This new article in the Christmas issue of the British Medical Journal couldn’t come at a better time.
Just in time for flu season, the article details the exploration and science behind the ongoing debate between sniffling, coughing men, and irritated women.
We’re of course talking about the fabled ‘man flu’. Is it really a medical condition? And do men have it harder than women when it comes to flu symptoms? Or are men just more whiney and just act sicker when they have the same flu as women?
According to the Oxford Dictionary, the man flu is indeed a thing – much to the dismay of proud, flu-hardened men: “A cold or similar minor ailment as experienced by a man who is regarded as exaggerating the severity of the symptoms.”
With the constant back and forth that had no end in sight, Dr. Kyle Sue, a clinical assistant professor in family medicine at Memorial University in St. John’s, took matters into his own hands. Accruing all available research, he dived in to see if he could settle the debate with good ol’ fashioned, irrefutable science.
His theory? There’s some evidence that suggests the man flu is nothing to wipe away.
“I think the symptoms are real,” Sue said. “And they’re worse.”
As unbiased as a scientist could be, Sue admits there’s a personal angle to his commitment to the project, too.
“I’ve been criticized for exaggerating my symptoms when I had the flu,” he told CBC News from Arviat, Nunavut, where he’s the community’s only doctor. “I thought. You know what? This would be an interesting topic to look into.”
In the text, he notes the lack of scientific review towards whether the term man flu “is appropriately defined or just an ingrained pejorative term with no scientific basis.”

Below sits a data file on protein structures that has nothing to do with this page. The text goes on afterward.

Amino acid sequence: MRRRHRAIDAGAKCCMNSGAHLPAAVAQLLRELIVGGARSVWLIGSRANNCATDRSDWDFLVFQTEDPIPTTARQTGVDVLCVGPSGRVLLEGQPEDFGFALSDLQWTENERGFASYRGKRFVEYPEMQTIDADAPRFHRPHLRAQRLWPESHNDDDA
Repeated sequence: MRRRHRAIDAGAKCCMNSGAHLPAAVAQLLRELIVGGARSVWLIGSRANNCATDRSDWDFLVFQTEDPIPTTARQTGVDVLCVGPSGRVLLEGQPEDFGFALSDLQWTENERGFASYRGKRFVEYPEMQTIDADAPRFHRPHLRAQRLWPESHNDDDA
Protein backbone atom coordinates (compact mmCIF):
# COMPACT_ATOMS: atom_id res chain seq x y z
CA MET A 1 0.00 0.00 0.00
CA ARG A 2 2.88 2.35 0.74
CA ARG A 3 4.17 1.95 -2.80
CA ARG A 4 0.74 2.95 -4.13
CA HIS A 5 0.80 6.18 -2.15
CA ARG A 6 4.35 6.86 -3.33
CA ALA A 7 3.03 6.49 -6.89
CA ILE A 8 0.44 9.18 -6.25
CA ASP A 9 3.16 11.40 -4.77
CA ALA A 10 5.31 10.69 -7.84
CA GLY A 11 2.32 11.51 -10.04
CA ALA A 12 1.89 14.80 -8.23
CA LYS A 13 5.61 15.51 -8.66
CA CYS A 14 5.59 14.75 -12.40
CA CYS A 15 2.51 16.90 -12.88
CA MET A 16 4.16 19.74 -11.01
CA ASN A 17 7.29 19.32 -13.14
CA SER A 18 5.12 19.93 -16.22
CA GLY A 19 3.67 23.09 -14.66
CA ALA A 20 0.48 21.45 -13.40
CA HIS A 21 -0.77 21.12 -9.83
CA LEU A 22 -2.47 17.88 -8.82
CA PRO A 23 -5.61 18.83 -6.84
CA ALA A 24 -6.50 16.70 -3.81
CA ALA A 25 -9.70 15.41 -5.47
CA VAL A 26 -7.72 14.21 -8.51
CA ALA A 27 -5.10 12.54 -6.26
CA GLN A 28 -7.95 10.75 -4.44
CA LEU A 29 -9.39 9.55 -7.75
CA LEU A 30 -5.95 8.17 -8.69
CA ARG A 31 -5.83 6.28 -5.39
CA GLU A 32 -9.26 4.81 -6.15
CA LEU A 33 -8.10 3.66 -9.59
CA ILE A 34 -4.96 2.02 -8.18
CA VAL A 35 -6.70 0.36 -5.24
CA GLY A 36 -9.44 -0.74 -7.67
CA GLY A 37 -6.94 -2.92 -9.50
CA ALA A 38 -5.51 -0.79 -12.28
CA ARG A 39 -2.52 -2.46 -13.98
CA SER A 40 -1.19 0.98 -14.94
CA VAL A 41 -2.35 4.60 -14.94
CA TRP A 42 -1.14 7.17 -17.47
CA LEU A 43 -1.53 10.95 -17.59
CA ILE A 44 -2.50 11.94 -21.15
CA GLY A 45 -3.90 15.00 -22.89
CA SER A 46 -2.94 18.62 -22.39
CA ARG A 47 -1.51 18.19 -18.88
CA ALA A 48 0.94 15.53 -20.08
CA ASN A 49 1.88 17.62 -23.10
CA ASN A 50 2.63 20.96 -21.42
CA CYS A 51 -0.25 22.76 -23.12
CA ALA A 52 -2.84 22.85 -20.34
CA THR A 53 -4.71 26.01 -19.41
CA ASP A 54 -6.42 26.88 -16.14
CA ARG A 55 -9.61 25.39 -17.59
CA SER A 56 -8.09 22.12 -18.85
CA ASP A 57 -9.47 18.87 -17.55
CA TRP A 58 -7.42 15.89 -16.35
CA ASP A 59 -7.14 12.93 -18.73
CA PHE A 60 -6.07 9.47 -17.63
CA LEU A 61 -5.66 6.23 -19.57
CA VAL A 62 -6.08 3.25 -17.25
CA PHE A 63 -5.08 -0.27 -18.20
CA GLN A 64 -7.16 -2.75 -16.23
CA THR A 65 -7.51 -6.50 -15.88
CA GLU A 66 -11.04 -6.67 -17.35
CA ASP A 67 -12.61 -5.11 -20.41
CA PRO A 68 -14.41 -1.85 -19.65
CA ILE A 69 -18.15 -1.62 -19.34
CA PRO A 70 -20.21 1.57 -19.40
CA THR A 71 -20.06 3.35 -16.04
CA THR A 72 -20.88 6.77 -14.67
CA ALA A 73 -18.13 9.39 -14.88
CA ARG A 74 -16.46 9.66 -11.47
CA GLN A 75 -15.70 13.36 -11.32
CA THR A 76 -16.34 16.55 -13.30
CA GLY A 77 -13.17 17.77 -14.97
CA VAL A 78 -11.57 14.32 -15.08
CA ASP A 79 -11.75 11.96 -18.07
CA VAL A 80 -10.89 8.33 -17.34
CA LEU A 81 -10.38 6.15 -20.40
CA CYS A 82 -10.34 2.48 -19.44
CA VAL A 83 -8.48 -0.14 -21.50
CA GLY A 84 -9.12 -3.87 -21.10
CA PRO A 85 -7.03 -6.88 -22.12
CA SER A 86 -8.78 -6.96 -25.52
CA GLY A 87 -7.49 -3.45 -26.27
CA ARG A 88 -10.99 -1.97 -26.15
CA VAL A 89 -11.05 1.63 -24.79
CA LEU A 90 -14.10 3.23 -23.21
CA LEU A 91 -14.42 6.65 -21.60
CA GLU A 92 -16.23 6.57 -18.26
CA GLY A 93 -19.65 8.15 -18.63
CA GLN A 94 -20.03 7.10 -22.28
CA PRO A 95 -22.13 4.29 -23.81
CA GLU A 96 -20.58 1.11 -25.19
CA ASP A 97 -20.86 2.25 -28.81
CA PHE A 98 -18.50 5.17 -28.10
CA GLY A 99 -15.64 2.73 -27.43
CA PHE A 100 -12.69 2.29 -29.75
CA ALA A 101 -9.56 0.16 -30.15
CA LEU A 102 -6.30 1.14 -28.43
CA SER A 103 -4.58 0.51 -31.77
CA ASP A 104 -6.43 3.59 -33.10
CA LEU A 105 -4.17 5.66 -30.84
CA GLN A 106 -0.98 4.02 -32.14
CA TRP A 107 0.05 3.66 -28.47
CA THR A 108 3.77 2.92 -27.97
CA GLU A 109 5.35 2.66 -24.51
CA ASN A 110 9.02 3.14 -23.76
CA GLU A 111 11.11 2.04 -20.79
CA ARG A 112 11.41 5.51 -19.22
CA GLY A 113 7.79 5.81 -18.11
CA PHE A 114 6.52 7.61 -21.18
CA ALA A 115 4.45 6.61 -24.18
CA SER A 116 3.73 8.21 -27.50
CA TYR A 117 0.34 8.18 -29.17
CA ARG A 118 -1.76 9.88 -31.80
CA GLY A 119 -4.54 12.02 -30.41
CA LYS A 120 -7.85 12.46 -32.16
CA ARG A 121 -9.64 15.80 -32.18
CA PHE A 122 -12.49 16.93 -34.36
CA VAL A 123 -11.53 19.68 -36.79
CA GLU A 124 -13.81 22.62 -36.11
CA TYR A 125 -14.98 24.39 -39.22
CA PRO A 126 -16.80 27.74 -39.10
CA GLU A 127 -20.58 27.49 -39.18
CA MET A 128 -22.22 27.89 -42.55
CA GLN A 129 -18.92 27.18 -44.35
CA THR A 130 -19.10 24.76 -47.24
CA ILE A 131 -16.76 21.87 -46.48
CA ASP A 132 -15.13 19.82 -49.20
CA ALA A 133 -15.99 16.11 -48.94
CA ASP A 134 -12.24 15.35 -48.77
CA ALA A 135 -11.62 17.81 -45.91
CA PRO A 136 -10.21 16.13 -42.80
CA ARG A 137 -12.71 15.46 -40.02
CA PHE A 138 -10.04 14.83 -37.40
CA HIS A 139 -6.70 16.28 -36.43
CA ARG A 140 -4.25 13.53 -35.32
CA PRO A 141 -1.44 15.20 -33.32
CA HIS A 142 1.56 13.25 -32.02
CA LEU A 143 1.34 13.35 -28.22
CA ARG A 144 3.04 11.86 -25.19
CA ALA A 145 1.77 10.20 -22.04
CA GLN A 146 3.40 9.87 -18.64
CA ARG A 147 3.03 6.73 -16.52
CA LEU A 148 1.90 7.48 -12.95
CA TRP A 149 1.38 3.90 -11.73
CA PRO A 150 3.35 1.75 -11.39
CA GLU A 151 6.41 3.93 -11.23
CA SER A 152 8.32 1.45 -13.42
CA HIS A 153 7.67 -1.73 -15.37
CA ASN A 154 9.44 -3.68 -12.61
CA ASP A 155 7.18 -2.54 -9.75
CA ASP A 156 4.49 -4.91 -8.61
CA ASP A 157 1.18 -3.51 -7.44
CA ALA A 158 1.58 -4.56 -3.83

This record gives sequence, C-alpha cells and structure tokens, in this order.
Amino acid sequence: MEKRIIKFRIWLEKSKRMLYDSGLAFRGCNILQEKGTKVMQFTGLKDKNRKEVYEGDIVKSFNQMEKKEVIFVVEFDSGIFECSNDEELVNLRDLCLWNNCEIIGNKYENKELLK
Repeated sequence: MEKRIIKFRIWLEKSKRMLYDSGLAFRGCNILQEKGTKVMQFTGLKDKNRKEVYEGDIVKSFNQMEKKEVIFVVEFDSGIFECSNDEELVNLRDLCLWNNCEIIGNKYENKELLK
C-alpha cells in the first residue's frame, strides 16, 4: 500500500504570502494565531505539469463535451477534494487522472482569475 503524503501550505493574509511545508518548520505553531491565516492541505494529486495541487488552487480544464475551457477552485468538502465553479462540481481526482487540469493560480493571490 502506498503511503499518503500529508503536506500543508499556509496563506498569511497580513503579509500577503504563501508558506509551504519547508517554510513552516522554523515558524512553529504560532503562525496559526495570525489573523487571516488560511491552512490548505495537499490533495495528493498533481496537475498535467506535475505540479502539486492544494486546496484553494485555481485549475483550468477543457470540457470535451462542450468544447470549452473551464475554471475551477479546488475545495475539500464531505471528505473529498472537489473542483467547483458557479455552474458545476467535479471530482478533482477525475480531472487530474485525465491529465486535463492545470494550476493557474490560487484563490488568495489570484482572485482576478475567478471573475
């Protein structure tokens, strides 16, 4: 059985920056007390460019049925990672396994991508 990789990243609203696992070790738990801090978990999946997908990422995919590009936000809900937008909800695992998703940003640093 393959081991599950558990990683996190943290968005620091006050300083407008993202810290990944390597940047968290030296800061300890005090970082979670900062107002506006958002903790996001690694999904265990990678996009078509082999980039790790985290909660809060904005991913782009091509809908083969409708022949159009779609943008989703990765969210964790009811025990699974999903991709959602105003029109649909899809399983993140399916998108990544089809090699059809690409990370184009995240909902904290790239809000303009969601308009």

“Since about half of the world’s population is male, deeming male viral respiratory symptoms as ‘exaggerated’ without rigorous scientific evidence could have important implications for men,” he wrote.
Throughout the dense research and past studies, with most involving mice or other clinical test animals, he found they pointed to men having weaker immune systems than women.
“Testosterone is a hormone that actually acts as an immunosuppressant. Whereas estrogen works in the opposite direction. They stimulate the immune system,” he told CBC News. “So men with higher testosterone actually end up being more susceptible to viral respiratory and tend to get them worse.”
And while he admits the evidence is limited, due to the majority of mice subjects, the evidence that is there suggests men suffer more from flus, and the man flu argument has some weight.
“The whole point of doing this article is to prove that men are not wimps,” he said in an interview. “Actually, we are suffering from something we have no control over … [We] should be given the benefit of the doubt rather than being criticized for not functioning well during the flu or the common cold.”
Sorry, men. You’ll have to live with the stigma of being whiny babies during flu season.
But it’s not all bad – as Sue wrote, there are benefits to having a “less robust immune system.” In times of peril, men can conserve their energy by lying on the couch, or staying in bed.
“Perhaps now is the time for male-friendly spaces, equipped with enormous televisions and reclining chairs, to be set up where men can recover from the debilitating effects of man flu in safety and comfort.”
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